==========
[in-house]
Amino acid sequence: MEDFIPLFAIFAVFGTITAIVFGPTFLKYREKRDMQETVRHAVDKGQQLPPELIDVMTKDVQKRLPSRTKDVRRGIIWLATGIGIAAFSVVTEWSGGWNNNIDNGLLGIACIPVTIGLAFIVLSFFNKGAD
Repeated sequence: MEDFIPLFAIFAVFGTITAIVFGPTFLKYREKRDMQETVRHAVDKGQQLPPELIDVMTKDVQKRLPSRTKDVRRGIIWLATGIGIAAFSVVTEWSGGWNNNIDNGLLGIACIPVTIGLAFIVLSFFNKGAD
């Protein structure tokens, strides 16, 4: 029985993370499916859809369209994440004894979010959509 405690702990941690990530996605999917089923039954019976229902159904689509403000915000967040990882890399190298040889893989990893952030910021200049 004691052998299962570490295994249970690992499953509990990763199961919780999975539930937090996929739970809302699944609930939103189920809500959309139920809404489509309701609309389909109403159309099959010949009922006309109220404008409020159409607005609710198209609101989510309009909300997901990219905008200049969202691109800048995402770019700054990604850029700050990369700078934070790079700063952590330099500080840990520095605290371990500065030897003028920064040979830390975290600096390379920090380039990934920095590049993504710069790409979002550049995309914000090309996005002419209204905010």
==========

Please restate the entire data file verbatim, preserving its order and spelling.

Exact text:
[in-house]
Amino acid sequence: MEDFIPLFAIFAVFGTITAIVFGPTFLKYREKRDMQETVRHAVDKGQQLPPELIDVMTKDVQKRLPSRTKDVRRGIIWLATGIGIAAFSVVTEWSGGWNNNIDNGLLGIACIPVTIGLAFIVLSFFNKGAD
Repeated sequence: MEDFIPLFAIFAVFGTITAIVFGPTFLKYREKRDMQETVRHAVDKGQQLPPELIDVMTKDVQKRLPSRTKDVRRGIIWLATGIGIAAFSVVTEWSGGWNNNIDNGLLGIACIPVTIGLAFIVLSFFNKGAD
């Protein structure tokens, strides 16, 4: 029985993370499916859809369209994440004894979010959509 405690702990941690990530996605999917089923039954019976229902159904689509403000915000967040990882890399190298040889893989990893952030910021200049 004691052998299962570490295994249970690992499953509990990763199961919780999975539930937090996929739970809302699944609930939103189920809500959309139920809404489509309701609309389909109403159309099959010949009922006309109220404008409020159409607005609710198209609101989510309009909300997901990219905008200049969202691109800048995402770019700054990604850029700050990369700078934070790079700063952590330099500080840990520095605290371990500065030897003028920064040979830390975290600096390379920090380039990934920095590049993504710069790409979002550049995309914000090309996005002419209204905010």